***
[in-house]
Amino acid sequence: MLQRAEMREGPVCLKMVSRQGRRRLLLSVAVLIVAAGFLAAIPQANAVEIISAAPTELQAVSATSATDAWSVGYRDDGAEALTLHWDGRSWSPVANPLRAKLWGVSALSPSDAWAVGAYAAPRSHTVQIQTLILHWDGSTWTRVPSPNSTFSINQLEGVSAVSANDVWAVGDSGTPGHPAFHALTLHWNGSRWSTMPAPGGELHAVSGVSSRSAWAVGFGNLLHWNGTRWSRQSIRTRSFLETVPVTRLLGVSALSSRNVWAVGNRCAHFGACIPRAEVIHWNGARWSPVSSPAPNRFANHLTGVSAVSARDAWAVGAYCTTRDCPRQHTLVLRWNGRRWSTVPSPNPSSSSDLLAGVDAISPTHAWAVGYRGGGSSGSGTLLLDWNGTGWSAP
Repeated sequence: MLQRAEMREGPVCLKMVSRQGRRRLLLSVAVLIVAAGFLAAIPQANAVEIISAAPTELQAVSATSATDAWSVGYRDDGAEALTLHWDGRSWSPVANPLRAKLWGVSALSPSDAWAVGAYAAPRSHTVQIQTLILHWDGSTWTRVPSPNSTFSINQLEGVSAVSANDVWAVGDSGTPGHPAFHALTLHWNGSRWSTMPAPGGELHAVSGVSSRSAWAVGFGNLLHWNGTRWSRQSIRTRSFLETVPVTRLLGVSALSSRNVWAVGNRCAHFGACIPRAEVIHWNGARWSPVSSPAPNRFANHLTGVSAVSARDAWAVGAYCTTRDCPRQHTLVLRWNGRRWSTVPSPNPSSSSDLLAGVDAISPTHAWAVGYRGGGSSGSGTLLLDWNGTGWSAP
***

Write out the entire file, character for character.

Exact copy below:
[in-house]
Amino acid sequence: MLQRAEMREGPVCLKMVSRQGRRRLLLSVAVLIVAAGFLAAIPQANAVEIISAAPTELQAVSATSATDAWSVGYRDDGAEALTLHWDGRSWSPVANPLRAKLWGVSALSPSDAWAVGAYAAPRSHTVQIQTLILHWDGSTWTRVPSPNSTFSINQLEGVSAVSANDVWAVGDSGTPGHPAFHALTLHWNGSRWSTMPAPGGELHAVSGVSSRSAWAVGFGNLLHWNGTRWSRQSIRTRSFLETVPVTRLLGVSALSSRNVWAVGNRCAHFGACIPRAEVIHWNGARWSPVSSPAPNRFANHLTGVSAVSARDAWAVGAYCTTRDCPRQHTLVLRWNGRRWSTVPSPNPSSSSDLLAGVDAISPTHAWAVGYRGGGSSGSGTLLLDWNGTGWSAP
Repeated sequence: MLQRAEMREGPVCLKMVSRQGRRRLLLSVAVLIVAAGFLAAIPQANAVEIISAAPTELQAVSATSATDAWSVGYRDDGAEALTLHWDGRSWSPVANPLRAKLWGVSALSPSDAWAVGAYAAPRSHTVQIQTLILHWDGSTWTRVPSPNSTFSINQLEGVSAVSANDVWAVGDSGTPGHPAFHALTLHWNGSRWSTMPAPGGELHAVSGVSSRSAWAVGFGNLLHWNGTRWSRQSIRTRSFLETVPVTRLLGVSALSSRNVWAVGNRCAHFGACIPRAEVIHWNGARWSPVSSPAPNRFANHLTGVSAVSARDAWAVGAYCTTRDCPRQHTLVLRWNGRRWSTVPSPNPSSSSDLLAGVDAISPTHAWAVGYRGGGSSGSGTLLLDWNGTGWSAP